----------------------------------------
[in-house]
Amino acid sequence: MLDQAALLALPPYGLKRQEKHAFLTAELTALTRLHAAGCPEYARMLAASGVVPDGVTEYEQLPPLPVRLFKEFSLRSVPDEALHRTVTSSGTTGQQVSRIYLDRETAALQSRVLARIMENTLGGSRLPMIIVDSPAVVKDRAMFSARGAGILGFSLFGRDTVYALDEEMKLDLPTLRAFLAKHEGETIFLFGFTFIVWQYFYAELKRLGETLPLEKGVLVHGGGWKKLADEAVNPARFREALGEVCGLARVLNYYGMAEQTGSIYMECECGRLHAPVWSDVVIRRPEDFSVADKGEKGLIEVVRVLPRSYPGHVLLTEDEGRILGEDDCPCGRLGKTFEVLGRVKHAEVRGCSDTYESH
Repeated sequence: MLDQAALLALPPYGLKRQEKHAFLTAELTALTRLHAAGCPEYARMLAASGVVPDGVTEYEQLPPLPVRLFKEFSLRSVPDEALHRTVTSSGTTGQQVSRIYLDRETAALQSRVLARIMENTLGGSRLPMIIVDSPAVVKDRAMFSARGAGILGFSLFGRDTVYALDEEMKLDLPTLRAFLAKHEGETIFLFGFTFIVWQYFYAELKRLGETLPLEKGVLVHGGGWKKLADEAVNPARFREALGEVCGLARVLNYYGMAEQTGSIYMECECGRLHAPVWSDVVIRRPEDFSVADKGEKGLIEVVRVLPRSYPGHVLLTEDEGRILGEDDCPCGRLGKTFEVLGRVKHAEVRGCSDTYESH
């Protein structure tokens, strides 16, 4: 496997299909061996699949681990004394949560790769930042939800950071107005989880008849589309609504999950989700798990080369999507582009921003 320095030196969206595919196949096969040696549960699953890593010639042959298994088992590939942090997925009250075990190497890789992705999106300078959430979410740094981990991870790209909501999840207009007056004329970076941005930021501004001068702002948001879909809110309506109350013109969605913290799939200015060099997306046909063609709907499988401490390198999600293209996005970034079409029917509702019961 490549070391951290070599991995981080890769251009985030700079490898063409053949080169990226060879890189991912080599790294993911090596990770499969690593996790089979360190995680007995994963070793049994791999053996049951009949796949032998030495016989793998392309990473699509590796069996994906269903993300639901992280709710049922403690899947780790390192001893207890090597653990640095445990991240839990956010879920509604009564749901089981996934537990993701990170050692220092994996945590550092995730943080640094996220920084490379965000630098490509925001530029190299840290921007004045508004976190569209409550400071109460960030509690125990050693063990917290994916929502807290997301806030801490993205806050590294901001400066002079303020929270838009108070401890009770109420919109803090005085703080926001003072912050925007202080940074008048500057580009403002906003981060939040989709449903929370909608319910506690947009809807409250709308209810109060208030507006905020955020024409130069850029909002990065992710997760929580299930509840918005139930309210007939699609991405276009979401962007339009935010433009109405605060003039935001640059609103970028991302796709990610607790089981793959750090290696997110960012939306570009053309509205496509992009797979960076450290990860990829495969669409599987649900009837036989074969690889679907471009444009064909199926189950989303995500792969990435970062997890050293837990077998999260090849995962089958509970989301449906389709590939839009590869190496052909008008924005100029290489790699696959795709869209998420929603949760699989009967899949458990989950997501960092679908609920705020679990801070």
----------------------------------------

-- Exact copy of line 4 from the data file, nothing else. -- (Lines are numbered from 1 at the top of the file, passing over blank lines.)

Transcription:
């Protein structure tokens, strides 16, 4: 496997299909061996699949681990004394949560790769930042939800950071107005989880008849589309609504999950989700798990080369999507582009921003 320095030196969206595919196949096969040696549960699953890593010639042959298994088992590939942090997925009250075990190497890789992705999106300078959430979410740094981990991870790209909501999840207009007056004329970076941005930021501004001068702002948001879909809110309506109350013109969605913290799939200015060099997306046909063609709907499988401490390198999600293209996005970034079409029917509702019961 490549070391951290070599991995981080890769251009985030700079490898063409053949080169990226060879890189991912080599790294993911090596990770499969690593996790089979360190995680007995994963070793049994791999053996049951009949796949032998030495016989793998392309990473699509590796069996994906269903993300639901992280709710049922403690899947780790390192001893207890090597653990640095445990991240839990956010879920509604009564749901089981996934537990993701990170050692220092994996945590550092995730943080640094996220920084490379965000630098490509925001530029190299840290921007004045508004976190569209409550400071109460960030509690125990050693063990917290994916929502807290997301806030801490993205806050590294901001400066002079303020929270838009108070401890009770109420919109803090005085703080926001003072912050925007202080940074008048500057580009403002906003981060939040989709449903929370909608319910506690947009809807409250709308209810109060208030507006905020955020024409130069850029909002990065992710997760929580299930509840918005139930309210007939699609991405276009979401962007339009935010433009109405605060003039935001640059609103970028991302796709990610607790089981793959750090290696997110960012939306570009053309509205496509992009797979960076450290990860990829495969669409599987649900009837036989074969690889679907471009444009064909199926189950989303995500792969990435970062997890050293837990077998999260090849995962089958509970989301449906389709590939839009590869190496052909008008924005100029290489790699696959795709869209998420929603949760699989009967899949458990989950997501960092679908609920705020679990801070």